Setting Personal Boundaries

13 Jan

When someone asks you a favor, how do you respond?  Do you tend to say yes without really thinking about the consequences?  Or say yes and knowing the consequences, prepare yourself for the worse?  Do you buy yourself time and say “I’ll think about it.”?  But you’ve already made up your mind to say no and just want the other person to think that you actually gave the request some consideration.  Or do you respond according to a (written or unwritten) list of personal boundaries you have set for yourself?

If you’re a yes man, you will eventually become known as such in your family, at work and in your community.  You will often find yourself at the receiving end of requests for your time, effort, and even money.  People will know who to look for when they need favors.  Helping out is great but taking on other people’s responsibilities, not so.  Both for you and the recipient.

I am risk-averse.  Most often, it doesn’t work out in my favor.  I pass up too many opportunities.  But on cases like these, it does.  I don’t like cleaning up other people’s messes.  I don’t like solving other people’s problems.  I have my own responsibilities, messes to clean up, and problems to solve.  I am willing to help, but not at the expense of my own priorities, which are my family, work, and personal finances.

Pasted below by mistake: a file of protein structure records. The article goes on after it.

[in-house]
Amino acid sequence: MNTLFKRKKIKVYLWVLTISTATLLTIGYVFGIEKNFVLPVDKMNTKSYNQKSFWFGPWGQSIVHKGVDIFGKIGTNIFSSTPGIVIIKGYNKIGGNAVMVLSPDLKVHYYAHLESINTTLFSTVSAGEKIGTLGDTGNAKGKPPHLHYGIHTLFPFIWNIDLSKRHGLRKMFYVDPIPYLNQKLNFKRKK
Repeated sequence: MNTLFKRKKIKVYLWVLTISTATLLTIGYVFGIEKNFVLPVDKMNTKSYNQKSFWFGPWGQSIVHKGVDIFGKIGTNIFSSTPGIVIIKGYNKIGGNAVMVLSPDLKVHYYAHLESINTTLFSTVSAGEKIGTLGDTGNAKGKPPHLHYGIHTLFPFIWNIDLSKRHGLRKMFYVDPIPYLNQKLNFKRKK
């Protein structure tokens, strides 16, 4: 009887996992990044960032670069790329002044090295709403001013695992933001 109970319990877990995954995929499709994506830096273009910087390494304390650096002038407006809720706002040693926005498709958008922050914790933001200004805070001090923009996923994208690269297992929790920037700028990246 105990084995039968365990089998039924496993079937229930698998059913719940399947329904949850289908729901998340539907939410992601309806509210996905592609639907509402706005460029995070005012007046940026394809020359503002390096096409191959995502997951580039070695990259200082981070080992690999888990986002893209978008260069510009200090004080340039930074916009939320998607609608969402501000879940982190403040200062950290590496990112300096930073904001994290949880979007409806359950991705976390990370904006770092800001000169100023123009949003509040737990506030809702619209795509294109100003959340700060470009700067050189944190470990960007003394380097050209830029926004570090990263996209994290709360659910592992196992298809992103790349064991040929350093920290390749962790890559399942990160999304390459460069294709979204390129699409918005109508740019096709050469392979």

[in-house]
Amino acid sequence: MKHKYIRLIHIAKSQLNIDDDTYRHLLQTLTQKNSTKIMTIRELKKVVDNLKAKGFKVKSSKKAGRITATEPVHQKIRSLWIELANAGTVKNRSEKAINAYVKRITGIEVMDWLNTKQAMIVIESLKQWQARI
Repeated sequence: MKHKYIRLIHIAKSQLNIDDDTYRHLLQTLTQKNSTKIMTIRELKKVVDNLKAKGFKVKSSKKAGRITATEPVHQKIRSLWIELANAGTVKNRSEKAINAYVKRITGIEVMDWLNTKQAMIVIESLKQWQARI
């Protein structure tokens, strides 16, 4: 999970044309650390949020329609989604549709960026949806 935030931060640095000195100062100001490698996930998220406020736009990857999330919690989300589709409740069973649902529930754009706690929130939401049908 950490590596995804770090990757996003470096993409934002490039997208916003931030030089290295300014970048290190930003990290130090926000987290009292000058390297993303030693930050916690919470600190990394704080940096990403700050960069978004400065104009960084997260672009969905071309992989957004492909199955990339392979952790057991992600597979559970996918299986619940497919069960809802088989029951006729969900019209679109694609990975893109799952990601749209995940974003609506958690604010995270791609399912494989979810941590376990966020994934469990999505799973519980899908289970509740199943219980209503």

It doesn’t surprise me when people end up being in trouble for putting other people’s needs before theirs.  I’ve been there.  I have granted favors because I was afraid of displeasing the person and of not being liked.  When I found myself in a dreadful situation because of this, I asked myself what did I do to deserve it?  I was only trying to help, after all.

I have since learned to determine how far I’m willing to extend myself to another person.  And to examine also if the move would actually help the person without me ending up being an enabler to him or her.  And if I actually have the extra time, energy and money to help without sacrificing my own needs and especially, that of my family.

It takes a little getting used to, but learning to say NO is important.  Setting up personal boundaries is a must.  Determine which things you will say yes or no to, in general.  Of course, there’s always an exception to the rule.

People will understand.  Some people might not like you anymore, get offended, or even get angry when you start denying their requests.  But I’m sure your own priorities, even sanity and self-preservation, are worth losing a few “friends” and straining a few relationships over.

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